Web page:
How to Pass Your VIPKID Mock Class

If you’re thinking of applying to VIPKID, you probably already know about the mock class. 

It’s an essential part of the application process, and the good news is that it’s not as scary as it seems.

In this article, we’re going to break down what the mock class looks like. We’re also going to give you some essential tips about preparing for it to help you ace it and become a VIPKID teacher faster!

Note that VIPKID’s mock class procedure changed in September 2018. This post discusses the mock class process now.

How to Ace the VIPKID Mock Class like a Boss!

What is the VIPKID Mock Class?

The mock class is perhaps the most essential part of training if you want to teach English online for VIPKID: it helps determine whether or not you’ll be hired by the company, and it also has a role in determining your base salary for VIPKID.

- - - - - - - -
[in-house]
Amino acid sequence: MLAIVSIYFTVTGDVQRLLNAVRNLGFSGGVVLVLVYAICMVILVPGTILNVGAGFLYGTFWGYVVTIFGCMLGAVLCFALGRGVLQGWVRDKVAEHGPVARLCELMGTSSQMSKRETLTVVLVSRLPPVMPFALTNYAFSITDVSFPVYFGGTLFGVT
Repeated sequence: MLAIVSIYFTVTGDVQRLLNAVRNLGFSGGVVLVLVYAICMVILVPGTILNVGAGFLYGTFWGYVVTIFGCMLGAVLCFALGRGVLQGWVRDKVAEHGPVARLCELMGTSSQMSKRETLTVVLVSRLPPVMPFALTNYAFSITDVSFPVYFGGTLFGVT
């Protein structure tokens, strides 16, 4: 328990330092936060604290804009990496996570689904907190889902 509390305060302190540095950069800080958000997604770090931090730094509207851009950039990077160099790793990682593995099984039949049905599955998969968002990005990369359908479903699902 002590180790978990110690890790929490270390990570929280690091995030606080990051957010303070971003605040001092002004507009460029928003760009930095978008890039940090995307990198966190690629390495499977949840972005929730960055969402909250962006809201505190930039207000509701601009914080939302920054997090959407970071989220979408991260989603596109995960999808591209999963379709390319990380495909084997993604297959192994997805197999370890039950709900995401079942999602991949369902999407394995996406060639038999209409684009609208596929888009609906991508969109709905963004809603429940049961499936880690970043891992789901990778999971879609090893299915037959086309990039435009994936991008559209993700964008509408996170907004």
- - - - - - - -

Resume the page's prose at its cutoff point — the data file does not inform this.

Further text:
It’s an opportunity to practice your teaching skills using VIPKID’s platform with a certified VIPKID teacher, and to make sure that you’re fully ready to teach before you enter the classroom with a real student.

Look at it as an opportunity to improve your teaching skills and fully prepare to become a VIPKID teacher rather than an exam to be graded on!

You’ll take the mock class after you complete your application, interview, and demo. 

If you don’t do a totally amazing job on your first mock class, don’t worry: you can take the mock class multiple times!

And here’s the best part: no matter how you do on your mock class, once you’ve gotten to this point in the hiring process you will get hired as a VIPKID teacher. You can take the mock class infinite times, and you’re guaranteed employment once you finish the phase no matter what!

So congratulations on making it this far!

What Does the Mock Class Look Like?